Common Name : Sour cherry
Scientific Name : Prunus ‘North Star’
Zone : 4 to 9
Height : 7 to 9 feet
Width : 8 to 10 feet
Grow in average, medium moisture, well drained soil in full sun. Prefers moisture-retentive soils with good drainage. No tolerance for wet soils. Best sited in a sheltered location where periodic chemical spraying will not pose problems to adjacent areas. Plant 10′ apart. Self-pollinating
Cherries are truly easy-for-the-picking on this dwarf hybrid that was developed back in 1950 by researchers at the University of Minnesota. This sour cherry is a dwarf, vase-shaped, deciduous, fruit tree which typically grows only 7-9′ tall and produces one crop per year of large, bright red, sour cherries with yellow flesh. Cherries ripen in June (USDA Zone 5). Cherries are recommended for pies. White blossoms in spring.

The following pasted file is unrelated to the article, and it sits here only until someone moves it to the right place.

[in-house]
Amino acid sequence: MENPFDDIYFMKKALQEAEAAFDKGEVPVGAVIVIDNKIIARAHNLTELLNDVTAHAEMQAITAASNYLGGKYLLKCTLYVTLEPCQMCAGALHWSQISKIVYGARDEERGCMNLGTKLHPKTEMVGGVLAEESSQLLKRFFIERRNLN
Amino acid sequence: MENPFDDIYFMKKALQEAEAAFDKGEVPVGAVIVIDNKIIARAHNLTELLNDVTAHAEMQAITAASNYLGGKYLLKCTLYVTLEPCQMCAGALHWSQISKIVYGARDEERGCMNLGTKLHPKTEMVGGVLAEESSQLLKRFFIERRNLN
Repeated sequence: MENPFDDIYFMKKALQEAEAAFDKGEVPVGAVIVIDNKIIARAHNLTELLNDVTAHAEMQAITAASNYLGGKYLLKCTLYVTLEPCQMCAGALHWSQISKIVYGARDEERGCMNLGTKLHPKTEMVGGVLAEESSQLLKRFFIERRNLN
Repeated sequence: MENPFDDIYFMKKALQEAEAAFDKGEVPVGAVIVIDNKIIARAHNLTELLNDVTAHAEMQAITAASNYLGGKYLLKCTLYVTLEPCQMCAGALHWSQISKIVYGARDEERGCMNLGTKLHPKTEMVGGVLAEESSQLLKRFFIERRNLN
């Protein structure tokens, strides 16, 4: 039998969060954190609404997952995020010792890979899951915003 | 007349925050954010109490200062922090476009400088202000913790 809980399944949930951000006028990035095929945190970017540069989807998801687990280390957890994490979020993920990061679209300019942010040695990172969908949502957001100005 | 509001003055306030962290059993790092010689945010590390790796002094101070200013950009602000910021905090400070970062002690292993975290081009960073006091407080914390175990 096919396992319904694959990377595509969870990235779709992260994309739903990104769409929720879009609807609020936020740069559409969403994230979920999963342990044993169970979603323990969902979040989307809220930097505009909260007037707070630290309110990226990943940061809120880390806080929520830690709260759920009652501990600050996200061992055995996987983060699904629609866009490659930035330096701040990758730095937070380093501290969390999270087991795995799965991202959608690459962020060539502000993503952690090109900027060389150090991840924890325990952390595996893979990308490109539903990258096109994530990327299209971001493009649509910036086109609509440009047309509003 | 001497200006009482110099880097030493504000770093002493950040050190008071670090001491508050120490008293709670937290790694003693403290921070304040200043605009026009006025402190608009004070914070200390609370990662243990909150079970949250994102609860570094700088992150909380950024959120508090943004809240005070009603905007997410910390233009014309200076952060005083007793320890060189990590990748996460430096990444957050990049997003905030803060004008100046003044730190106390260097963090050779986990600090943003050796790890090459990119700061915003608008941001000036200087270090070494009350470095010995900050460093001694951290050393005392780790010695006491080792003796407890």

This cultivar is reportedly disease resistant. However, potential disease problems include leaf spot, bacterial canker, brown rot, black knot, crown gall, leaf curl, leaf scorch, powdery mildew, root rot, scab and shot-hole fungus. Potential insect pests include aphids, fruit flies, saw flies and scale. Netting or nylon mesh can be used, if necessary, to prevent birds from stealing the crop. Cold winter temperatures and spring frosts can cause significant injury to buds/flowers, almost to the same extent as with peaches.
Grown primarily for the fruit crop and not for ornamental value. This self-pollinating dwarf cherry is ideal for smaller spaces.